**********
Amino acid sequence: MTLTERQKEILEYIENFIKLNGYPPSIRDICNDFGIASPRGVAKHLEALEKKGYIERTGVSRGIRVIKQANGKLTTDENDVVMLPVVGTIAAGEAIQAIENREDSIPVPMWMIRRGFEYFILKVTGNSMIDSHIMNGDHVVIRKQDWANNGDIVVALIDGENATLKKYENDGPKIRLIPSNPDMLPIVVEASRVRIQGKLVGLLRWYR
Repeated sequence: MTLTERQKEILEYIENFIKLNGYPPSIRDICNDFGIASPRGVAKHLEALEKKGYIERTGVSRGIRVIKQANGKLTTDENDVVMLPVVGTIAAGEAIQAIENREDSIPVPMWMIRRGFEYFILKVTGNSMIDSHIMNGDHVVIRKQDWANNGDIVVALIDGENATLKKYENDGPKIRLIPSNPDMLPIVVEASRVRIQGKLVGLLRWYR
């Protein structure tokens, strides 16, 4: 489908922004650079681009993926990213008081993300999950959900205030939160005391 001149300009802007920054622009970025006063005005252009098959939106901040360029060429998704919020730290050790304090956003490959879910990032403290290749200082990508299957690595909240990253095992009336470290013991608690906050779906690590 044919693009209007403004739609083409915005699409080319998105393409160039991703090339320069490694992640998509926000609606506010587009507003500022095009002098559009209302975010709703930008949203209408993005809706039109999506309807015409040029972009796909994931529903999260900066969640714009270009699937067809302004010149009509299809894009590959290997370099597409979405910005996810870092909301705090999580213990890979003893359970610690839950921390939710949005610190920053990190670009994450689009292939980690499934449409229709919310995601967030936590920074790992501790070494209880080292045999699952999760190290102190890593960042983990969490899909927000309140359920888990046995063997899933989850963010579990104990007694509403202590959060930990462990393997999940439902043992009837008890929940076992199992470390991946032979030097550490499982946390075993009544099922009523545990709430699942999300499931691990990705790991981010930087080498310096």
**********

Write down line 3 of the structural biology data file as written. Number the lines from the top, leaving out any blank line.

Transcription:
């Protein structure tokens, strides 16, 4: 489908922004650079681009993926990213008081993300999950959900205030939160005391 001149300009802007920054622009970025006063005005252009098959939106901040360029060429998704919020730290050790304090956003490959879910990032403290290749200082990508299957690595909240990253095992009336470290013991608690906050779906690590 044919693009209007403004739609083409915005699409080319998105393409160039991703090339320069490694992640998509926000609606506010587009507003500022095009002098559009209302975010709703930008949203209408993005809706039109999506309807015409040029972009796909994931529903999260900066969640714009270009699937067809302004010149009509299809894009590959290997370099597409979405910005996810870092909301705090999580213990890979003893359970610690839950921390939710949005610190920053990190670009994450689009292939980690499934449409229709919310995601967030936590920074790992501790070494209880080292045999699952999760190290102190890593960042983990969490899909927000309140359920888990046995063997899933989850963010579990104990007694509403202590959060930990462990393997999940439902043992009837008890929940076992199992470390991946032979030097550490499982946390075993009544099922009523545990709430699942999300499931691990990705790991981010930087080498310096």